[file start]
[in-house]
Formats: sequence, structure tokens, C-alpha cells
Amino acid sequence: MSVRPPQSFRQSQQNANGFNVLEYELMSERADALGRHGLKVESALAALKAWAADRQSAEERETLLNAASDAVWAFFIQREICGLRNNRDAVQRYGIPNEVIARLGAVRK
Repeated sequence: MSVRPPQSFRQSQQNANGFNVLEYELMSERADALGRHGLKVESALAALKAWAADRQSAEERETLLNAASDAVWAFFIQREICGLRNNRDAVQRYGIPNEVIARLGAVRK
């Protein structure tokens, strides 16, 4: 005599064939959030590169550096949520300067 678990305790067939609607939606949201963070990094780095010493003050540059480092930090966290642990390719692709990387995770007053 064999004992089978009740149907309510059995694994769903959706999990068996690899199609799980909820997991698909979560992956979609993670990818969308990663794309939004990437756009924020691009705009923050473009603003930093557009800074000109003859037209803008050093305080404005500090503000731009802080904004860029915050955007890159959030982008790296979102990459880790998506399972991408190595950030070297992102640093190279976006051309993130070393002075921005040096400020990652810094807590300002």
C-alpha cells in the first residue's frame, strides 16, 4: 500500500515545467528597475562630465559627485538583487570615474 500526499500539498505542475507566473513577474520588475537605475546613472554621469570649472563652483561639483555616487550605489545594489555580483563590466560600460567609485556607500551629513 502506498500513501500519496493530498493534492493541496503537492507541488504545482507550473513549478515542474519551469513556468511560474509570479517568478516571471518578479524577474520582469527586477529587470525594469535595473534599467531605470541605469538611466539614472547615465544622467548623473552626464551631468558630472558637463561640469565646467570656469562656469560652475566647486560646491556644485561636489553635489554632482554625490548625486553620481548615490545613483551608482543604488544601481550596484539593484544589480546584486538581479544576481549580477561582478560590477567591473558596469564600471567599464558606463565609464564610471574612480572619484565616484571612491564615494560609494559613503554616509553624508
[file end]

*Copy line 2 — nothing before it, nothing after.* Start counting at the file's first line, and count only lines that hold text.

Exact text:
Formats: sequence, structure tokens, C-alpha cells